June 5, 2009

Seeking the Face of the Lord

Summer series to focus on ‘Precepts of the Church’

My barber, Tom, is not reluctant to talk to me about matters of the Catholic faith while I am captive in his barber chair.

Recently, he asked me about the “Precepts of the Catholic Church,” and whether they still apply.

He said he hasn’t heard anything about them for a long time. He kind of nudged me to do some teaching about them. I agreed that I would address the topic, among others, during my summer series of columns.

Yes, the “Precepts of the Catholic Church” still apply. They are addressed in the Catechism of the Catholic Church (#2041- #2043).

The section on the “Precepts of the Church” follows the foundations for Christian morality in the catechism. They are also presented in the United States Catechism for Adults in “Part III. Christian Morality: The Faith Lived” (p. 334).

The Compendium of the Catechism of the Catholic Church, promulgated in 2005, has this entry: “The five precepts of the Church are meant to guarantee for the faithful the indispensable minimum in the spirit of prayer, the sacramental life, moral commitment and growth in the love of God and neighbor” (#431).

The precepts are the following:

  1. You shall attend Mass on Sundays and Holy Days of Obligation.
  2. You shall confess your sins at least once a year.
  3. You shall receive the Sacrament of the Eucharist at least during the Easter Season.
  4. You shall observe the prescribed days of fasting and abstinence.
  5. You shall help to provide for the needs of the Church.

I will write about each of them in order, but first it might be helpful to put them in the context of our life of faith.

Clearly, they are laws that enumerate basic requirements for members of the Church in addition to the moral law.

While these norms are presented by both the Catechism of the Catholic Church, which was promulgated in 1992, and the United States Catholic Catechism for Adults, which was approved by the body of bishops in 2004, they are not new to these official documents.

For example, the precepts can be found in another expression in the Church’s revised Code of Canon Law promulgated in 1983.

The “Precepts of the Church” have sometimes been called the Commandments of the Church (as distinguished from the Ten Commandments or the Decalogue).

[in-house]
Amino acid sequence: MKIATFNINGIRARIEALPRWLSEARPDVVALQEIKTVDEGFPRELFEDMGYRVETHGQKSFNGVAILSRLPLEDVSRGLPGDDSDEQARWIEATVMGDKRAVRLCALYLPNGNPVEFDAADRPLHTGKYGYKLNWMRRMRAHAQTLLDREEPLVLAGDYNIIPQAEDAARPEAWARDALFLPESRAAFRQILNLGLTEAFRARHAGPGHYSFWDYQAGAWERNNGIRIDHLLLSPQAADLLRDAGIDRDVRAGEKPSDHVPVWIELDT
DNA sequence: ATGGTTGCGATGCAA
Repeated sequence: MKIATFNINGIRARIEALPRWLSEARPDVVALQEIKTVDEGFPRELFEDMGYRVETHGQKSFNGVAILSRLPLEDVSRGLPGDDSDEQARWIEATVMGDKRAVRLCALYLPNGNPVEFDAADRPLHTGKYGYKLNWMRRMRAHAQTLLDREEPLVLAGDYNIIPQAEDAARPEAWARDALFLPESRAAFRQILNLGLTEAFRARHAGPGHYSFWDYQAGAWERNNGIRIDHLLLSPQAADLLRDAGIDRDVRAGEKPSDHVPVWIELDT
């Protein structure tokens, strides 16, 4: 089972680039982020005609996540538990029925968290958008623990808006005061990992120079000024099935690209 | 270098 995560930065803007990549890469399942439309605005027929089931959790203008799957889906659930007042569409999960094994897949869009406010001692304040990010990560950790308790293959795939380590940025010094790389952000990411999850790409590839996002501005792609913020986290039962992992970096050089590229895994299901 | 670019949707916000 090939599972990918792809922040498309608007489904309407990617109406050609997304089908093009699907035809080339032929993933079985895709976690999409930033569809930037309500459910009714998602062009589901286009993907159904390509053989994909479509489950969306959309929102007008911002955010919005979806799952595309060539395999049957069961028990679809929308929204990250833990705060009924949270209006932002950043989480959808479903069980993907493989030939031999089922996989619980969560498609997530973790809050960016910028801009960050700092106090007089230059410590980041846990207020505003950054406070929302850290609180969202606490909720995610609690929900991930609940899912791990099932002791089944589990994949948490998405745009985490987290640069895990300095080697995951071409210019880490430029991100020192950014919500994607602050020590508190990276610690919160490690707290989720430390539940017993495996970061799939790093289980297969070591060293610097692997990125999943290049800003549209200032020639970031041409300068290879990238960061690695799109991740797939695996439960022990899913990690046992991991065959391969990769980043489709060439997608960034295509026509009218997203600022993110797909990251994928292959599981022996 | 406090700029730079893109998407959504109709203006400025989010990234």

The Oxford Dictionary of the Christian Church, first published in 1958, had this entry under “Commandments of the Church” (also Precepts of the Church). “Certain moral and ecclesiastical precepts, imposed by the RC Church on all her members. They were tabulated in the Middle Ages, and later more strictly classified. Thus St. Peter Canisius in his Summa Doctrinae Christianae (1555) mentions five and St. Robert Bellarmine in his Doctrina Christiana (1589) lists six, though the catechism Ad Parochos, published by order of the Council of Trent in 1566, does not speak of them.”

In one form or another, the “Precepts of the Church” have been promulgated as requirements of its members. The Catechism of the Catholic Church, promulgated in 1992, is normative for our day. After researching the history of the precepts, the Catechism of the Catholic Church lists the five, which I have noted above.

Note that the section on the “Precepts of the Church” follows the catechism’s ­presentation on the foundations for Christian morality.

The precepts are rules set in the context of a moral life. But notice they are connected to and nourished by the liturgical life of the Church.

As the adult catechism mentions, “the obligatory character of these positive laws decreed by the pastoral authorities is meant to encourage on the part of the faithful the indispensable foundations for their lives as Catholics” (p. 334).

At this point, it might be helpful to address a mood of our democratic culture that wants to shy away from rules and obligations.

We might be tending to think that restrictions of the law undermine our basic human freedom. I hope that a closer look at the five precepts of the Church would reveal that these are not negative laws forbidding something or other.

They are positive laws that are intended to enhance and protect the foundations of our Catholic faith.

Faith without the nourishment of the Eucharist does not flourish; in fact, it can likely weaken.

The moral life itself needs the support of the liturgical and sacramental life of the Church. Presence to the liturgy is needed to receive this support. Our life of faith does not exist in a vacuum or apart from the practices that sustain it.

Barber Tom has the right instinct to know that the precepts and their practice are important.

I hope the review of the individual precepts, and their purpose and intent, over the next weeks will be helpful. †

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